For long-term development, leadership needs to change at appropriate times, feels Palmer

For long term development, leadership needs to change at appropriate times, and there should be suitable replacements ready to sustain growth, was the candid observation of Kate Palmer, the CEO of the Australian Sports Commission.

Kate Palmer (left) and Geoff Schoenberg, sharing the Australian knowledge on sports governance with India, in New Delhi on Saturday.   -  Kamesh Srinivasan

For long term development, leadership needs to change at appropriate times, and there should be suitable replacements ready to sustain growth, was the candid observation of Kate Palmer, the CEO of the Australian Sports Commission.

In Delhi for the workshop on improving Indian sport governance at the Australian High Commission, the former CEO of Netball Australia, Kate took time off from the day-long session, conducted in collaboration with the Deakin University, to talk to Sportstar on Saturday, about the principles of good governance in sports.

Talking about the commitment that she had heard towards development of sports in the country from a speech by Prime Minister Narendra Modi last year, Kate conceded that “we can’t take the Australian system, and place it in India’’.

Kate stressed that India did not have many professional managers at the Olympic level.

“As a CEO, I thought I stayed too long. The organisation needs to refresh. Need to try something different. Transfer of leadership, you have to manage it well,’’ said Kate, as she looked back at her Netball career, during which time the game shot up in mass participation across Australia and tripled its revenue generation without government funding.

Geoff Schoenberg, a research fellow of the Deakin University, specifically focused on “sport governance in India’’, also shared his thoughts about leadership change, and said that it was akin to being hit by a bus’’.

Schoenberg highlighted the need to have many people qualified and ready to take over so that knowledge and experience was not restricted to one or two people, who may be hard to replace.

“We decided to change the profile of the sport. We took risks. Some paid, and some did not’’, recalled Kate about her experience in changing the profile of Netball in Australia.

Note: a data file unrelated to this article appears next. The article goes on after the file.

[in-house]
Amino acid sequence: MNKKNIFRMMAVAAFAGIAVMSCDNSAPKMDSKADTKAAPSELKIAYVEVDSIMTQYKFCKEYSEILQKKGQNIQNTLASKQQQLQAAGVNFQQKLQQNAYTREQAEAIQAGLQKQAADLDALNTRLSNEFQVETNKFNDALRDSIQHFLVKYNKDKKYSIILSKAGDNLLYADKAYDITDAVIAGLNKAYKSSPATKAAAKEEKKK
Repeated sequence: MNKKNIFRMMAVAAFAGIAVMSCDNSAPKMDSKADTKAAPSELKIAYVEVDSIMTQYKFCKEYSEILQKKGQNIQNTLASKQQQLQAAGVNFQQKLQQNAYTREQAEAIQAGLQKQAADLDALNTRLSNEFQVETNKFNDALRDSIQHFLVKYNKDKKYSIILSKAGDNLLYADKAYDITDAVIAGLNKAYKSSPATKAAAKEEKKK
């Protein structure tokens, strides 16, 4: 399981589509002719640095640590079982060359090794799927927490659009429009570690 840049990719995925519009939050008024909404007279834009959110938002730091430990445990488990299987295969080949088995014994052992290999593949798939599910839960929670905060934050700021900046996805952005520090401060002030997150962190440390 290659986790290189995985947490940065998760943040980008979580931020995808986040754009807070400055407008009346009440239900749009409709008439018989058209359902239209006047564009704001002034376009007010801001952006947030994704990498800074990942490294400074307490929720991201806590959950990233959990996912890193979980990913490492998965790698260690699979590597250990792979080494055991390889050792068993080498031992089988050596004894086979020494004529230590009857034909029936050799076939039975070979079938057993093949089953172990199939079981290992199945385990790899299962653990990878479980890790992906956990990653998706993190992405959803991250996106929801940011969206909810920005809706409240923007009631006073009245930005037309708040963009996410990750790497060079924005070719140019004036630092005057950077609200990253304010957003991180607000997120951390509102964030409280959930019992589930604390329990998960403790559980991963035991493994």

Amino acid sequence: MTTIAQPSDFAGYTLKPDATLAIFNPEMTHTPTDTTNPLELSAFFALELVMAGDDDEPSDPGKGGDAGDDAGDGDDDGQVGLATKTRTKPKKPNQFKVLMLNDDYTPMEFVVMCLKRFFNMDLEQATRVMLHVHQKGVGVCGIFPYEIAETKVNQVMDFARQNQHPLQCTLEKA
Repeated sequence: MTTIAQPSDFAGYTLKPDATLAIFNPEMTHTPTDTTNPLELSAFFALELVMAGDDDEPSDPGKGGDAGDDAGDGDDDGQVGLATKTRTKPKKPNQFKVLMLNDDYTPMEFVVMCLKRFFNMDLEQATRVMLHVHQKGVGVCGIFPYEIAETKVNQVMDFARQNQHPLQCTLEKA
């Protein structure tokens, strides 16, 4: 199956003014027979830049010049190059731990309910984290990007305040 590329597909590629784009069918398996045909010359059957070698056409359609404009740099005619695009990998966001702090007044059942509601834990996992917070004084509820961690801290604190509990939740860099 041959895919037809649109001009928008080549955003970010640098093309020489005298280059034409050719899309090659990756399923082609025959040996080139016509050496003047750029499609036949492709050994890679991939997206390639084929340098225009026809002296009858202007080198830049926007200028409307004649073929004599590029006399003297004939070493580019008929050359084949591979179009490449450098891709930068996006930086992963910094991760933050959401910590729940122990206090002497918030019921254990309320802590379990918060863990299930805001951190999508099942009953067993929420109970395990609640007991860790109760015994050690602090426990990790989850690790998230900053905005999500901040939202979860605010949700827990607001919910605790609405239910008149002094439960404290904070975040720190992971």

Geoff insisted that he was impressed by the cases of kabaddi, football and hockey in India. He said that the key to progress was “to be open to new ideas, change, take risks and look long term.’’

Kate pointed out that the Indian women’s cricket team was an extraordinary success story and an excellent model.

She said that the Australian way of measuring success was distinct and every thing deserved to be celebrated to inspire more success.

“Bigger the base, better the top,’’ said Kate, as she highlighted the importance of giving a chance for every kid to play, and “be the best, he or she can be’’.

Kate was thrilled about the Tokyo Olympics trying to strike gender equality and said that ‘’every little girl can now aspire to play professional sport’’.

Kate was also very happy to point out that there would be equal number of medals for men and women in the Commonwealth Games to be staged in Gold Coast, Australia, in April.

“The turning point has happened. Am really excited’’, Kate said.

Having been associated with anti-doping, Kate observed that a report was expected to be ready by April on integrity in sports and that could provide further tools to fight doping, or for that matter, protect kids and girls, particularly after the “devastating’’ revelations in the US gymnastics team of a doctor’s misdeeds with hundreds of girls which eventually led him to be jailed for 60 years.

“These things are happening all over the world. In Australia, we are working on ways to prevent such things,’’ Kate said.

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